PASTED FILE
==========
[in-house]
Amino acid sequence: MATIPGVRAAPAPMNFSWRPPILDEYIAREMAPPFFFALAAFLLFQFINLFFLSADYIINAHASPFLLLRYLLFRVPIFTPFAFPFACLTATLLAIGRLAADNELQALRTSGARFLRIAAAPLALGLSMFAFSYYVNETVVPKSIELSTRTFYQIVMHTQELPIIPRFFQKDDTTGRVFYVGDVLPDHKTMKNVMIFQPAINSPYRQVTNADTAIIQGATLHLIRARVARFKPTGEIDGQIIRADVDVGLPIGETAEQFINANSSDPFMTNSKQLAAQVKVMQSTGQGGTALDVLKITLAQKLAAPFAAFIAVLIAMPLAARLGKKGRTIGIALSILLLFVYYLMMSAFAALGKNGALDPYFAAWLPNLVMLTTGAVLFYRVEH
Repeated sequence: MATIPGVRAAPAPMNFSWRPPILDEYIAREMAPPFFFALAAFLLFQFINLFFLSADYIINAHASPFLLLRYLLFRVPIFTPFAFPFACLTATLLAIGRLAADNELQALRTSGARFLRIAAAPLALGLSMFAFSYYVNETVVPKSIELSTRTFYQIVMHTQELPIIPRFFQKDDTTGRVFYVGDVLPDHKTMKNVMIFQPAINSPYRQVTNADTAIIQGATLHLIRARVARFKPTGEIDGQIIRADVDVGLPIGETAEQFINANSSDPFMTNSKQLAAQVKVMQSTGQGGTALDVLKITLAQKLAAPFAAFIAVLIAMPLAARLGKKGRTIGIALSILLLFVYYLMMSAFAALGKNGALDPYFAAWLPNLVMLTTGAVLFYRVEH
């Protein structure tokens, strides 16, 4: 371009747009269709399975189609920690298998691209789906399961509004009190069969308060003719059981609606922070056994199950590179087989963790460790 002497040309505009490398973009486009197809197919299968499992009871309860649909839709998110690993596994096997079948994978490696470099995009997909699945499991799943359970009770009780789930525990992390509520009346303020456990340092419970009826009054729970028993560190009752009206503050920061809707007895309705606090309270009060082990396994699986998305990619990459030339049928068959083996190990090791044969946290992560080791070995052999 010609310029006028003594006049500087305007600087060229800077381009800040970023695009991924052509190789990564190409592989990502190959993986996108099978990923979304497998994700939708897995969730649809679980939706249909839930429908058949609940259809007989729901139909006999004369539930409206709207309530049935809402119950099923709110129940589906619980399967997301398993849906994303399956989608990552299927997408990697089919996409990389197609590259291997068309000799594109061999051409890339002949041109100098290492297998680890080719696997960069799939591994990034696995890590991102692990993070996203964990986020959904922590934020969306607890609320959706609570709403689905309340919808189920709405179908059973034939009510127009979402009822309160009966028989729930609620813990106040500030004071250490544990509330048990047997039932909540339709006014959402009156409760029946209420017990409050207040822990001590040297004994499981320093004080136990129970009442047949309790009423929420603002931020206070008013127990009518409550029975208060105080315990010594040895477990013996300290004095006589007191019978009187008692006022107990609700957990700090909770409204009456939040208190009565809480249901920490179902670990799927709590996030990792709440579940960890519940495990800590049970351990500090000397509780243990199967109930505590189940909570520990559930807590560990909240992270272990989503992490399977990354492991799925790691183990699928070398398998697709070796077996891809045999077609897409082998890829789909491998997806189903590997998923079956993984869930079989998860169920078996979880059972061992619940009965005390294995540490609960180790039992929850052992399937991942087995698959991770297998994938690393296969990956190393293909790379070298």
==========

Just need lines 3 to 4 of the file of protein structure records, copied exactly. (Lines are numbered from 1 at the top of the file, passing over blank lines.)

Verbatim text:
Repeated sequence: MATIPGVRAAPAPMNFSWRPPILDEYIAREMAPPFFFALAAFLLFQFINLFFLSADYIINAHASPFLLLRYLLFRVPIFTPFAFPFACLTATLLAIGRLAADNELQALRTSGARFLRIAAAPLALGLSMFAFSYYVNETVVPKSIELSTRTFYQIVMHTQELPIIPRFFQKDDTTGRVFYVGDVLPDHKTMKNVMIFQPAINSPYRQVTNADTAIIQGATLHLIRARVARFKPTGEIDGQIIRADVDVGLPIGETAEQFINANSSDPFMTNSKQLAAQVKVMQSTGQGGTALDVLKITLAQKLAAPFAAFIAVLIAMPLAARLGKKGRTIGIALSILLLFVYYLMMSAFAALGKNGALDPYFAAWLPNLVMLTTGAVLFYRVEH
């Protein structure tokens, strides 16, 4: 371009747009269709399975189609920690298998691209789906399961509004009190069969308060003719059981609606922070056994199950590179087989963790460790 002497040309505009490398973009486009197809197919299968499992009871309860649909839709998110690993596994096997079948994978490696470099995009997909699945499991799943359970009770009780789930525990992390509520009346303020456990340092419970009826009054729970028993560190009752009206503050920061809707007895309705606090309270009060082990396994699986998305990619990459030339049928068959083996190990090791044969946290992560080791070995052999 010609310029006028003594006049500087305007600087060229800077381009800040970023695009991924052509190789990564190409592989990502190959993986996108099978990923979304497998994700939708897995969730649809679980939706249909839930429908058949609940259809007989729901139909006999004369539930409206709207309530049935809402119950099923709110129940589906619980399967997301398993849906994303399956989608990552299927997408990697089919996409990389197609590259291997068309000799594109061999051409890339002949041109100098290492297998680890080719696997960069799939591994990034696995890590991102692990993070996203964990986020959904922590934020969306607890609320959706609570709403689905309340919808189920709405179908059973034939009510127009979402009822309160009966028989729930609620813990106040500030004071250490544990509330048990047997039932909540339709006014959402009156409760029946209420017990409050207040822990001590040297004994499981320093004080136990129970009442047949309790009423929420603002931020206070008013127990009518409550029975208060105080315990010594040895477990013996300290004095006589007191019978009187008692006022107990609700957990700090909770409204009456939040208190009565809480249901920490179902670990799927709590996030990792709440579940960890519940495990800590049970351990500090000397509780243990199967109930505590189940909570520990559930807590560990909240992270272990989503992490399977990354492991799925790691183990699928070398398998697709070796077996891809045999077609897409082998890829789909491998997806189903590997998923079956993984869930079989998860169920078996979880059972061992619940009965005390294995540490609960180790039992929850052992399937991942087995698959991770297998994938690393296969990956190393293909790379070298």